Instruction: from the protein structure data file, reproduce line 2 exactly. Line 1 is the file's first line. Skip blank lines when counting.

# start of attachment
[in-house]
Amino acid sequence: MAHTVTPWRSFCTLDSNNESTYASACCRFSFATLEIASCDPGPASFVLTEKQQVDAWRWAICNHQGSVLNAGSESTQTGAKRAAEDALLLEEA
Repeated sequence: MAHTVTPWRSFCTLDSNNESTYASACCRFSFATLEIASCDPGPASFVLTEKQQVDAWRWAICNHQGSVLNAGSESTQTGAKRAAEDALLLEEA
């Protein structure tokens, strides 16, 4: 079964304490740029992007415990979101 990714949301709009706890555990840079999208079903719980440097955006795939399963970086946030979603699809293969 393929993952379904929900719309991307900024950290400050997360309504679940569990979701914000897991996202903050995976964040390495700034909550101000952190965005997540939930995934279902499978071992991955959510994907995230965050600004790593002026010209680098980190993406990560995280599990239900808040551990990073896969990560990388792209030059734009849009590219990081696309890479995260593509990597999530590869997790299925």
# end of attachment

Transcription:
Amino acid sequence: MAHTVTPWRSFCTLDSNNESTYASACCRFSFATLEIASCDPGPASFVLTEKQQVDAWRWAICNHQGSVLNAGSESTQTGAKRAAEDALLLEEA